Tal is wary of revealing where he takes photos out of respect for surfers who wish to keep their surf break locations secret. Photos: TAL LEMMENS

Surf tales of Tal

May 7, 2020 BY

Award-winning Ocean Grove photographer Tal Lemmens has spent the last five years mastering the art of seascape photography.

Taking out 14th place in the Australian Photography Awards and scoring a top 50th spot in the International Photography Awards in 2019, the creative says it was his father who introduced him to swell.

Here’s what else he had to say about his work:

How does living on the Bellarine benefit your artistry?

Living close to the ocean has always been a large part of my life. I spent the early part of my photography career shooting parts of the southwest Victorian coastline before moving to Ocean Grove in 2017. Since moving, I’ve had many opportunities that simply don’t exist in rural communities. Being close to the Surf Coast has helped me to connect to many people who share a mutual love of the ocean.

Do you find photography to be a form of therapy for you?

Photography can be a cathartic experience for everyone. I find I often shoot photos as a way of managing day to day life. I personally use photography as a form of mindfulness – where I am present in the moment in a non-judgmental state. Being submerged in the sea means you have to pay the ocean undivided attention and respect – without doing this you can end up in some dicey situations.

Can you talk about the biggest challenge or challenges you face in seascape photography?

There are basic challenges like having the appropriate camera equipment to obtaining a photograph, to more complex challenges like being able to read weather and swell charts. Taking photos of surfers and waves often means placing yourself in harm’s way to get a photograph. I have been thrown on to hard rock reefs by waves, on one occasion smashing my protective water proof housing over my camera. I’ve had my camera ripped out of my hands by the power of the ocean which means this then becomes a volatile object in the water, thankfully never colliding with me. Much like surfers, ocean photographers have their fair share of beatings in the ocean. What’s the saying… no pain, no gain!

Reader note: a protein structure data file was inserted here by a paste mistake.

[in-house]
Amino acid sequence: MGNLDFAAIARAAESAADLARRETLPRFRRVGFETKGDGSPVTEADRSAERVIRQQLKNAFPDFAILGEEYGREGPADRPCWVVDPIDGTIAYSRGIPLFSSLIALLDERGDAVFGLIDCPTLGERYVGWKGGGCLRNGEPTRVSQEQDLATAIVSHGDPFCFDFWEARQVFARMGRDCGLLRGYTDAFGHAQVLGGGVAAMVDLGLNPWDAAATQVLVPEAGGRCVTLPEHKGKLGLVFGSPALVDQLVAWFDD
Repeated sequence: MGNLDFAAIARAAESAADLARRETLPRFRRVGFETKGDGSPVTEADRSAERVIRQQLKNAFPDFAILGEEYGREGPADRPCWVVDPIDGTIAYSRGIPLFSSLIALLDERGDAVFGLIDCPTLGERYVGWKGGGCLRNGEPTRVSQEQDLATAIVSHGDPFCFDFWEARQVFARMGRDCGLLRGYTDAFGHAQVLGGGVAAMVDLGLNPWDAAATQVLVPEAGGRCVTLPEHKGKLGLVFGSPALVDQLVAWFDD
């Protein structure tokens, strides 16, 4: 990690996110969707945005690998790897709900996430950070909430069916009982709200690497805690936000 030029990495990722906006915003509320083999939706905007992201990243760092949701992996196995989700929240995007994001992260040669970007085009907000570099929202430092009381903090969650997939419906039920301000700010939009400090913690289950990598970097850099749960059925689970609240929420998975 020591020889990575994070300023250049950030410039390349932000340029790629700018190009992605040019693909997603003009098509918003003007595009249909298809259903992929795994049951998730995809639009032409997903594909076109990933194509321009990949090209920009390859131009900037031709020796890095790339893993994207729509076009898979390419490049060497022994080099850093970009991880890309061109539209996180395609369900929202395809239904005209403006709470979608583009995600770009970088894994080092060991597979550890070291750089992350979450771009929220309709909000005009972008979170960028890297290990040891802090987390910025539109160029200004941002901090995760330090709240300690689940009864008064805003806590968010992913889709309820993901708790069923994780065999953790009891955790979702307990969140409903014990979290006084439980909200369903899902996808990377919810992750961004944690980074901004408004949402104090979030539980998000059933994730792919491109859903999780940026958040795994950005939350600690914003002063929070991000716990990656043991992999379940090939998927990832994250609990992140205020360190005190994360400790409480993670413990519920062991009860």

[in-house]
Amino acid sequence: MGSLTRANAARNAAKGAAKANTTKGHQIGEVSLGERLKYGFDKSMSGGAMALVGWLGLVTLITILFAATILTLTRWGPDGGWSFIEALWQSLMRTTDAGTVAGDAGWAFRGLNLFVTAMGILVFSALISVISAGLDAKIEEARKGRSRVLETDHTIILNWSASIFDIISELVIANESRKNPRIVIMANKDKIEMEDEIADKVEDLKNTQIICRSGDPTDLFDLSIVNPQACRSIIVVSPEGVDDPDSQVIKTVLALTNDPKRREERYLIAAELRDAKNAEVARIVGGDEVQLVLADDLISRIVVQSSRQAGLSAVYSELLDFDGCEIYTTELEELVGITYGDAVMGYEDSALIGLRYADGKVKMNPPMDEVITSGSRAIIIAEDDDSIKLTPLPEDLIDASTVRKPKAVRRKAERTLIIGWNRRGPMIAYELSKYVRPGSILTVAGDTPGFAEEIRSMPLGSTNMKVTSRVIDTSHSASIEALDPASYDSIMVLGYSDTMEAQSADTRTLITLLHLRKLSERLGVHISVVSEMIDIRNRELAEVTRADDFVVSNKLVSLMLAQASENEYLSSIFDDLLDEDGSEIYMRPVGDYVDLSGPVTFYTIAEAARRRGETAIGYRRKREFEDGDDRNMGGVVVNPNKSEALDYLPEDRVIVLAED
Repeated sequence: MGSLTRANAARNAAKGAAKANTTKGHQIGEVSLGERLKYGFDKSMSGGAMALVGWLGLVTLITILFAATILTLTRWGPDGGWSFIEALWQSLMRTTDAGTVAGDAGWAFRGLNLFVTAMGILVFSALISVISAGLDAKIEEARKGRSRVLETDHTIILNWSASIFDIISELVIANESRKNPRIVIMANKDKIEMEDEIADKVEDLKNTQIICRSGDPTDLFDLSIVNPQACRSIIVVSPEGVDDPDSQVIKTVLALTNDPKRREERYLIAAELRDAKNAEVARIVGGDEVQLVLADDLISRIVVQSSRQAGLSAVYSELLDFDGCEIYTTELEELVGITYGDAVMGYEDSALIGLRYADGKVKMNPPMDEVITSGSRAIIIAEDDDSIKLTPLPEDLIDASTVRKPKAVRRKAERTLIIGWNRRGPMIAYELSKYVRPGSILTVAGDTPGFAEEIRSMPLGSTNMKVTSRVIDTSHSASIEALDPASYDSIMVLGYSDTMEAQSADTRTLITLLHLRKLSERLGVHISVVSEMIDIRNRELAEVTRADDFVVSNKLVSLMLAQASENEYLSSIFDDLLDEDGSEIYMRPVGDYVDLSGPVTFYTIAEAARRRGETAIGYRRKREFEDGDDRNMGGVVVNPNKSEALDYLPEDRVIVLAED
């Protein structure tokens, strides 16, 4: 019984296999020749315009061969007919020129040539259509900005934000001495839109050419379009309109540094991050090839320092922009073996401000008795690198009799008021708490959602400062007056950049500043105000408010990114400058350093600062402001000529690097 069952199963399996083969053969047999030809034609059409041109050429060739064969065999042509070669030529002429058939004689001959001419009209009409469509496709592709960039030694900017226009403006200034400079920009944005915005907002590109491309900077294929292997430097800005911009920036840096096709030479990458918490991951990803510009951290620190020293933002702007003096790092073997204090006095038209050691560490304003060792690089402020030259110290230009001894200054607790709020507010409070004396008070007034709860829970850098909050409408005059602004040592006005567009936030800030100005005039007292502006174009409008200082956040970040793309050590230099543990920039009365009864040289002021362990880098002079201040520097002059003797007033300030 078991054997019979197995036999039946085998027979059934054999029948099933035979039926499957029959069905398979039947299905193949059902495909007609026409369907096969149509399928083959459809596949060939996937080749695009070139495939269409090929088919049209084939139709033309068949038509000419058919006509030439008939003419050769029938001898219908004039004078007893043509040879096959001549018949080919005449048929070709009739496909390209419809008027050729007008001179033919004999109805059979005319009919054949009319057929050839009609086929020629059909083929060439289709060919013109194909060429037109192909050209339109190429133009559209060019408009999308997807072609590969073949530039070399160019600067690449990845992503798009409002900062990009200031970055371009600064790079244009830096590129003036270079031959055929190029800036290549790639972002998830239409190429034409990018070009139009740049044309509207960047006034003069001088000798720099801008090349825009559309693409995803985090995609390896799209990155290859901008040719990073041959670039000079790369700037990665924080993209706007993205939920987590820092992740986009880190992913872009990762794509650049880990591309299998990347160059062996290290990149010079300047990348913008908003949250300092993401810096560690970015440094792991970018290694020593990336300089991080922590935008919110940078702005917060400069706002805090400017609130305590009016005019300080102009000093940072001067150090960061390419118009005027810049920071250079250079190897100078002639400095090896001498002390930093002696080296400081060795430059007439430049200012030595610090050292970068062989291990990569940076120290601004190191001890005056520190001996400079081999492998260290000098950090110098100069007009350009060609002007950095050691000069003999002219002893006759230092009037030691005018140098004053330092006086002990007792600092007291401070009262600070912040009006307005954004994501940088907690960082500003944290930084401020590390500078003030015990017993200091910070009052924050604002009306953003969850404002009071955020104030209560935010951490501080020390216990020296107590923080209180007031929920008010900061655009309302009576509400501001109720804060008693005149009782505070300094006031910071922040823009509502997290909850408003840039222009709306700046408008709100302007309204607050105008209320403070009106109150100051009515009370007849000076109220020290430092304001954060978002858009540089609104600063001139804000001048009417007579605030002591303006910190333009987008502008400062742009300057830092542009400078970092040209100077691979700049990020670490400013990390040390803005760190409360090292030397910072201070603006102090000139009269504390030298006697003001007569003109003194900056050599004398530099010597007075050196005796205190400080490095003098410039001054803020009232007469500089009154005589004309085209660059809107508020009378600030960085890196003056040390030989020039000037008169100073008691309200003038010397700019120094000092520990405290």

What equipment and editing programs do you use?

My photography is captured using a digital camera that goes inside a water proof housing. I use Photoshop for editing my images for basic enhancement and for proofing the colours for final printing. My images are printed by blindforest.com, a specialist fine art archival print lab in Geelong.

Where do you go to take photos? Any favourite spots?

Historically, a lot of surfers have disliked photographers at surf spots as there may be concern that photography will expose the locations. As a photographer, I agree with this testimony. This sometimes means I will be required to forfeit a photography session out of respect for locals who may be present – not everyone loves surf photos of themselves. There is a beauty about keeping some spots in this world secret.

What advice would you give to someone who’s wanting to get experimental behind the lens?

Photography is such an enjoyable experience and I encourage everyone to give it a go. I think the advice I tell most people is to get out and go take photos and don’t be afraid to fail. I encourage people to look at photos in surf magazines or other successful photographers who they aspire to and take notes on what they are doing well. The goal of my photography is to help people see what they cannot see!

Where can people find your work?

Onda Food House (Aireys Inlet)

Swell Café (Torquay)

MCG Signs (Torquay)

Surfcoast Wellness Rooms (Torquay)

Ocean Grind (Torquay)

Driftwood Café (Ocean Grove)

The Seeker Café (Geelong)

Instagram: @tallemmens

Facebook: @TalLemmensPhoto

Website: tallemmensphoto.com